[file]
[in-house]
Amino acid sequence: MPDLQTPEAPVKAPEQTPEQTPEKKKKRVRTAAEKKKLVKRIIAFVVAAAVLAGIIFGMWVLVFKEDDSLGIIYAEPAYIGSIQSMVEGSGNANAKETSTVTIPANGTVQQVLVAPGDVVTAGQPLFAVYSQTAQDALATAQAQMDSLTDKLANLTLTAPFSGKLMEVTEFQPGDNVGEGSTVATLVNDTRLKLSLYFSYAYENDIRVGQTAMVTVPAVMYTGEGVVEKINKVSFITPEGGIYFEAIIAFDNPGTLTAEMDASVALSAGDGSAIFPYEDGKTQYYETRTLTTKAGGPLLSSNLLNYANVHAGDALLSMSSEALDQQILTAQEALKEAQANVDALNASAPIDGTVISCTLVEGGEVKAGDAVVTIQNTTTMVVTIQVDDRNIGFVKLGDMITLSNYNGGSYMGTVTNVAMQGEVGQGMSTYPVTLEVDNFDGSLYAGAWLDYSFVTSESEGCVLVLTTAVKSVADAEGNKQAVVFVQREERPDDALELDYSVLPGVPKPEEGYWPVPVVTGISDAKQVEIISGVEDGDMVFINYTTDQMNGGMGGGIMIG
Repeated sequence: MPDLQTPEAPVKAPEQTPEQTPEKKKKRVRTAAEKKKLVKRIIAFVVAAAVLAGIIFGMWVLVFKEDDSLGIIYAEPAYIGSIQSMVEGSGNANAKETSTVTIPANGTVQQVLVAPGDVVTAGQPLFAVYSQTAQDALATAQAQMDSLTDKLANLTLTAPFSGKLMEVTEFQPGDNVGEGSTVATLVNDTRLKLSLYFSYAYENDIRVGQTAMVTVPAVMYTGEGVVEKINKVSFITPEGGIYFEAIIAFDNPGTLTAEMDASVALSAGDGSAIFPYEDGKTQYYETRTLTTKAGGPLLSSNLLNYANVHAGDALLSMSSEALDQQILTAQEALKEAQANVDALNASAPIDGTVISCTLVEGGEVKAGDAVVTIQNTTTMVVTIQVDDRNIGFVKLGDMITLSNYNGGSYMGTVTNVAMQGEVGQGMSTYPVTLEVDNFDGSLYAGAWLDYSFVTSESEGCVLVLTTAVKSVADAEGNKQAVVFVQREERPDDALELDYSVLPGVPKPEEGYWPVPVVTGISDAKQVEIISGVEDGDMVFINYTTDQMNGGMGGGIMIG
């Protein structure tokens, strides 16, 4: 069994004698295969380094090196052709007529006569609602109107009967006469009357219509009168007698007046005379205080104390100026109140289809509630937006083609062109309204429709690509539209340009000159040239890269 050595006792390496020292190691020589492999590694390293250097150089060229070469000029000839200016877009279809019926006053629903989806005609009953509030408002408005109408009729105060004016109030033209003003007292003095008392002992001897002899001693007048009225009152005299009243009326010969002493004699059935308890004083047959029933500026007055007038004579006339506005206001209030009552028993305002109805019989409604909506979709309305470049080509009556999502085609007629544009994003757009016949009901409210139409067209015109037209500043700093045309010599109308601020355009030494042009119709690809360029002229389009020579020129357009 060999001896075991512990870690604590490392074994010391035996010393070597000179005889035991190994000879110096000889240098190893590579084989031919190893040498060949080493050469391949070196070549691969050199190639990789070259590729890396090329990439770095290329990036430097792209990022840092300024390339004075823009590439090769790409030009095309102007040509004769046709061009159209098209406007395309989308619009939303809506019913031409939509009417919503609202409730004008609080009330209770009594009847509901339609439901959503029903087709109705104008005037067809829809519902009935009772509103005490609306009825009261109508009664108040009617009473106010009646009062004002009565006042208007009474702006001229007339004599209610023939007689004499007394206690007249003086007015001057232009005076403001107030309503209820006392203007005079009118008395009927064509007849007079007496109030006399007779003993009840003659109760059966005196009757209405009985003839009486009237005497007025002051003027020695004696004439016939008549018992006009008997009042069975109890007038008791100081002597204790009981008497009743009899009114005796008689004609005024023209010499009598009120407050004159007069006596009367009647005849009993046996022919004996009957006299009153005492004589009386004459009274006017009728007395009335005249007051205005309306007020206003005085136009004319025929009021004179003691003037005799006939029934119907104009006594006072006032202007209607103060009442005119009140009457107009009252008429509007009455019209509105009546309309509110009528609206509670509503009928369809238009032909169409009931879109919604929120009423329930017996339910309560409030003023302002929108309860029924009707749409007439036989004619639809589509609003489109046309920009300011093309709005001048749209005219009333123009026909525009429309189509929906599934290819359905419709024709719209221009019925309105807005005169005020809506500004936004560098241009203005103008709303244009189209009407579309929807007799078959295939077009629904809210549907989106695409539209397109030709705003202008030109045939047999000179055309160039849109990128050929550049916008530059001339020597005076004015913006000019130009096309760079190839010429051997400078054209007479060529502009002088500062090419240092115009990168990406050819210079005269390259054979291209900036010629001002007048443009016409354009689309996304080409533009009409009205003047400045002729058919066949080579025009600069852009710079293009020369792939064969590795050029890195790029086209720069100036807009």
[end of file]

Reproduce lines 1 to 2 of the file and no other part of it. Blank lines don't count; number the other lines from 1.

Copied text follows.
[in-house]
Amino acid sequence: MPDLQTPEAPVKAPEQTPEQTPEKKKKRVRTAAEKKKLVKRIIAFVVAAAVLAGIIFGMWVLVFKEDDSLGIIYAEPAYIGSIQSMVEGSGNANAKETSTVTIPANGTVQQVLVAPGDVVTAGQPLFAVYSQTAQDALATAQAQMDSLTDKLANLTLTAPFSGKLMEVTEFQPGDNVGEGSTVATLVNDTRLKLSLYFSYAYENDIRVGQTAMVTVPAVMYTGEGVVEKINKVSFITPEGGIYFEAIIAFDNPGTLTAEMDASVALSAGDGSAIFPYEDGKTQYYETRTLTTKAGGPLLSSNLLNYANVHAGDALLSMSSEALDQQILTAQEALKEAQANVDALNASAPIDGTVISCTLVEGGEVKAGDAVVTIQNTTTMVVTIQVDDRNIGFVKLGDMITLSNYNGGSYMGTVTNVAMQGEVGQGMSTYPVTLEVDNFDGSLYAGAWLDYSFVTSESEGCVLVLTTAVKSVADAEGNKQAVVFVQREERPDDALELDYSVLPGVPKPEEGYWPVPVVTGISDAKQVEIISGVEDGDMVFINYTTDQMNGGMGGGIMIG